A writing friend sent me this question: “Are you a writer because of your distinctive ideas, the volume of material you produce, or because of a call or skill or gift?”
None of the above. I’m a writer because I write. It’s my venue for sharing truth and beauty and all that is important to me. It’s how I express myself. My friend Rebecca is a singer because she puts herself into her songwriting and musical performance. My buddy Brad is a doctor because that’s how he connects to the world and shares himself and his abilities. Maybe that constitutes a calling — it’s certainly a gift. But I’ve always seen books and words as a reflection of who I am. Some of us have to write, the way others have to sing or run or paint or speak or run or lead. With me, words tend to pour out.
The thing that doesn’t get talked about very much is the fact that not everybody can be a writer, and few of us can ever be great writers. I’m all for writing conferences, because I often get to meet and encourage diamonds in the rough. And I’m a big supporter of mentor/protégé relationships because they allow an experienced person to share with an inexperienced person. But I’ve come to believe there’s a limit to the talent that can be shared. I believe I can make a writer better, but I’m not convinced I can ever make a writer great — some people just have the gift. Some people can paint, some people can sing, some people can dance – we can write.
Occasionally I come across a writer whose talent is enormous, and it usually leaves me in awe. I love that. At a conference this past weekend, I had a chance to host a salon with one of my favorite writers, Tom Robbins — an author whom many believe is one of the great American novelists of the past 50 years. I need to do a blog post just on his words, because he was amazing — insightful and funny and encouraging and very practical. And he didn’t need to be any of those things, since he’s one of the greats. He could have been arrogant or dismissive (um… I’ve met my share of successful authors who have forgotten how to relate to beginning writers), yet he wasn’t at all. Instead, he just shared some of his wisdom, telling the folks at the conference what he thinks is important, and what they need to consider in their writing.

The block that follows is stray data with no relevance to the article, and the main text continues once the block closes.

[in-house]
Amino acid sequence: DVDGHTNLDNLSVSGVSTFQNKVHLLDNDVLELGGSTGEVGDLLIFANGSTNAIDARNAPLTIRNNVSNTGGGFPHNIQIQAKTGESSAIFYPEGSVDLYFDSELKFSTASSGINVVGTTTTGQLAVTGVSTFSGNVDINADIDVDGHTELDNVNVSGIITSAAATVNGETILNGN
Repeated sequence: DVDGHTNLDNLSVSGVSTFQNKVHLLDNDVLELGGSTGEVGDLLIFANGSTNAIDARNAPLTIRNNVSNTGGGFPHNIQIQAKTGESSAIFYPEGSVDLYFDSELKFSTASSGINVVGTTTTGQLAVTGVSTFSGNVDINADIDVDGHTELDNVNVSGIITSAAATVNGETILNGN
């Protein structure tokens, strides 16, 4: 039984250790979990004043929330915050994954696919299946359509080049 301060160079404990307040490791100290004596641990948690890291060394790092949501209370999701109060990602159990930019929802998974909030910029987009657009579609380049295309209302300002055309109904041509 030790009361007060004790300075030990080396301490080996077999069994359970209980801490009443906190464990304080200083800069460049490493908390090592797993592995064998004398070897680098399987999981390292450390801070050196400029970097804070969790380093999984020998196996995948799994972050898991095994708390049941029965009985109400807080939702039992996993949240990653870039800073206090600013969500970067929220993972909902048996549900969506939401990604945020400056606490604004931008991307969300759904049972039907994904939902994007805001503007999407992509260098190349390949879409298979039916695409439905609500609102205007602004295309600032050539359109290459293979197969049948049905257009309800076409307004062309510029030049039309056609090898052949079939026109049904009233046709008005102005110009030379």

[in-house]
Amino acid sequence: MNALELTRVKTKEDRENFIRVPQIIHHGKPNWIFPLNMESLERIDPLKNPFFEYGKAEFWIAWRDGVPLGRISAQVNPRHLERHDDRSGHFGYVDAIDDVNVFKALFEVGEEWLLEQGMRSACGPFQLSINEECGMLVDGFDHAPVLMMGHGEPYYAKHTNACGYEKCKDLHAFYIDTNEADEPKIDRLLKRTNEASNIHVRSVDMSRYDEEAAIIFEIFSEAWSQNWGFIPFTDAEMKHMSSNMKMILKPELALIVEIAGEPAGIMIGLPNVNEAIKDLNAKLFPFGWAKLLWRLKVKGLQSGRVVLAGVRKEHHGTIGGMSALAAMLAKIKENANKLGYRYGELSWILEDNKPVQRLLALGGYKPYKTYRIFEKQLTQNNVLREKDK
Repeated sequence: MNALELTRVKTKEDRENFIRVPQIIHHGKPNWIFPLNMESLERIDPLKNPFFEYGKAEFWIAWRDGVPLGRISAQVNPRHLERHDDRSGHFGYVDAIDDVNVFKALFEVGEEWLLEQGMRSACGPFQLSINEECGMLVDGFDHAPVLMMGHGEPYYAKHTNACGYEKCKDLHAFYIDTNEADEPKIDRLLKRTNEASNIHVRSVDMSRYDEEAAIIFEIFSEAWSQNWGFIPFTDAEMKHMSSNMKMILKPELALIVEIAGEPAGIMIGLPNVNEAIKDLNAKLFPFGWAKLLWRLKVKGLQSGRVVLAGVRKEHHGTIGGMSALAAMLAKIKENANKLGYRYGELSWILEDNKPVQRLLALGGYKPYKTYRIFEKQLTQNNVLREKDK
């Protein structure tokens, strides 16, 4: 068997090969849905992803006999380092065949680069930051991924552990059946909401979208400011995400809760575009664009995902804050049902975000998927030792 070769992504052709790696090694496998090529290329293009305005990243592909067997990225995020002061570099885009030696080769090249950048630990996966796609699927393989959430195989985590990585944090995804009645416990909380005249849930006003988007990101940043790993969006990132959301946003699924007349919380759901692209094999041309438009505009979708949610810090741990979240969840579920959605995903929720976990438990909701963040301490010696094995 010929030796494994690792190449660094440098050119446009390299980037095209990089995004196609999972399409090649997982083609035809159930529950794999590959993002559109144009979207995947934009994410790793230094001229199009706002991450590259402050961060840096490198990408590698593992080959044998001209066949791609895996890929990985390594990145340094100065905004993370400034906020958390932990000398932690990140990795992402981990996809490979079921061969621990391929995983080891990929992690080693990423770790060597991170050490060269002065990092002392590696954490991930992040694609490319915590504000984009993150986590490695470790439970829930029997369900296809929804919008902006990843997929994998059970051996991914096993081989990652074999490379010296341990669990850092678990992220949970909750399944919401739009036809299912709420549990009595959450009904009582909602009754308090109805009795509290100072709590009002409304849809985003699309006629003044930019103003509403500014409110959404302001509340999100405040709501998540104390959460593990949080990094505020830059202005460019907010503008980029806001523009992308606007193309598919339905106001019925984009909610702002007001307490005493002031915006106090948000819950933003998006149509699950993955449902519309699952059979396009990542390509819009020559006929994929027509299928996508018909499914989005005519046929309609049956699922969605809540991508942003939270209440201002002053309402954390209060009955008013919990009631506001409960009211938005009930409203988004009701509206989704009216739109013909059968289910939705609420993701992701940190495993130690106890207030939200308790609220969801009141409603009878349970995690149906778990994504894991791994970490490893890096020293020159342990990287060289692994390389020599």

For all my ego, I still appreciate someone who can do something better than me. I have represented several writers who are simply marvelous wordsmiths, and much better at writing than I’ll ever be (off the top of my head, I can name Lisa Samson, Ann Tatlock, Susan Meissner, Elizabeth Musser, Gina Holmes, Jessica Dotta, Mark Bertrand, Rachel Hauck, Mindy Clark… there are others). It doesn’t bother me one bit to know they’re better at their craft than I am – I’m just happy I get to represent their work. As a man, it doesn’t bother me that Tiger Woods is a better golfer than I’ll ever be, or that on an off day Diana Krall still has more musical talent that I could ever hope to have. And I’m at peace with that.
A couple questions for writing friends… Why do you write? And if you could sit and talk with any living writer, who would you like to chat with?